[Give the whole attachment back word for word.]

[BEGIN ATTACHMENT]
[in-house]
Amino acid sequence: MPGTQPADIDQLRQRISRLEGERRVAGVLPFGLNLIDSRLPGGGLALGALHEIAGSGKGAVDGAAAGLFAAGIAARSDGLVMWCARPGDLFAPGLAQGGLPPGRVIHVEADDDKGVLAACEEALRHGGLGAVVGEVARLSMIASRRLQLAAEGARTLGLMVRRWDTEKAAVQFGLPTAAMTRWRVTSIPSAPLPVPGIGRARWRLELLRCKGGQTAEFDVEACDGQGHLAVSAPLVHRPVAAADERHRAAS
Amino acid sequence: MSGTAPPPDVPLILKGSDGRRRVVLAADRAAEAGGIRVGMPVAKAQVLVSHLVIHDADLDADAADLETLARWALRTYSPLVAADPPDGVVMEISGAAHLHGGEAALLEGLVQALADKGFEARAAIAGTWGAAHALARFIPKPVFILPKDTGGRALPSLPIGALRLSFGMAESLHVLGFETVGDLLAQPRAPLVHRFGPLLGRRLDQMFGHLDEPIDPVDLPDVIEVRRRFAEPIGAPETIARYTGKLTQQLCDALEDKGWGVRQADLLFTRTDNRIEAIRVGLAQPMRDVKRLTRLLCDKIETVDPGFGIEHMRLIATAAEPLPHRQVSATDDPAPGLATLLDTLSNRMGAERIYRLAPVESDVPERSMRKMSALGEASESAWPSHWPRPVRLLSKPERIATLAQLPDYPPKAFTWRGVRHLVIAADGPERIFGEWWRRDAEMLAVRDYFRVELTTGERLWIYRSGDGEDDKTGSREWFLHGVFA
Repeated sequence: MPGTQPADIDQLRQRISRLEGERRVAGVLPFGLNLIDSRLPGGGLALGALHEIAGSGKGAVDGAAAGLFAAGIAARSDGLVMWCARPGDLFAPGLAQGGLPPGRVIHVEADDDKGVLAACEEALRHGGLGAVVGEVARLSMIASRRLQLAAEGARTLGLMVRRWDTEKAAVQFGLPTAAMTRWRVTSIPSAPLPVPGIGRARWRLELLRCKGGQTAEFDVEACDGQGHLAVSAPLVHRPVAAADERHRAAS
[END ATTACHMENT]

[in-house]
Amino acid sequence: MPGTQPADIDQLRQRISRLEGERRVAGVLPFGLNLIDSRLPGGGLALGALHEIAGSGKGAVDGAAAGLFAAGIAARSDGLVMWCARPGDLFAPGLAQGGLPPGRVIHVEADDDKGVLAACEEALRHGGLGAVVGEVARLSMIASRRLQLAAEGARTLGLMVRRWDTEKAAVQFGLPTAAMTRWRVTSIPSAPLPVPGIGRARWRLELLRCKGGQTAEFDVEACDGQGHLAVSAPLVHRPVAAADERHRAAS
Amino acid sequence: MSGTAPPPDVPLILKGSDGRRRVVLAADRAAEAGGIRVGMPVAKAQVLVSHLVIHDADLDADAADLETLARWALRTYSPLVAADPPDGVVMEISGAAHLHGGEAALLEGLVQALADKGFEARAAIAGTWGAAHALARFIPKPVFILPKDTGGRALPSLPIGALRLSFGMAESLHVLGFETVGDLLAQPRAPLVHRFGPLLGRRLDQMFGHLDEPIDPVDLPDVIEVRRRFAEPIGAPETIARYTGKLTQQLCDALEDKGWGVRQADLLFTRTDNRIEAIRVGLAQPMRDVKRLTRLLCDKIETVDPGFGIEHMRLIATAAEPLPHRQVSATDDPAPGLATLLDTLSNRMGAERIYRLAPVESDVPERSMRKMSALGEASESAWPSHWPRPVRLLSKPERIATLAQLPDYPPKAFTWRGVRHLVIAADGPERIFGEWWRRDAEMLAVRDYFRVELTTGERLWIYRSGDGEDDKTGSREWFLHGVFA
Repeated sequence: MPGTQPADIDQLRQRISRLEGERRVAGVLPFGLNLIDSRLPGGGLALGALHEIAGSGKGAVDGAAAGLFAAGIAARSDGLVMWCARPGDLFAPGLAQGGLPPGRVIHVEADDDKGVLAACEEALRHGGLGAVVGEVARLSMIASRRLQLAAEGARTLGLMVRRWDTEKAAVQFGLPTAAMTRWRVTSIPSAPLPVPGIGRARWRLELLRCKGGQTAEFDVEACDGQGHLAVSAPLVHRPVAAADERHRAAS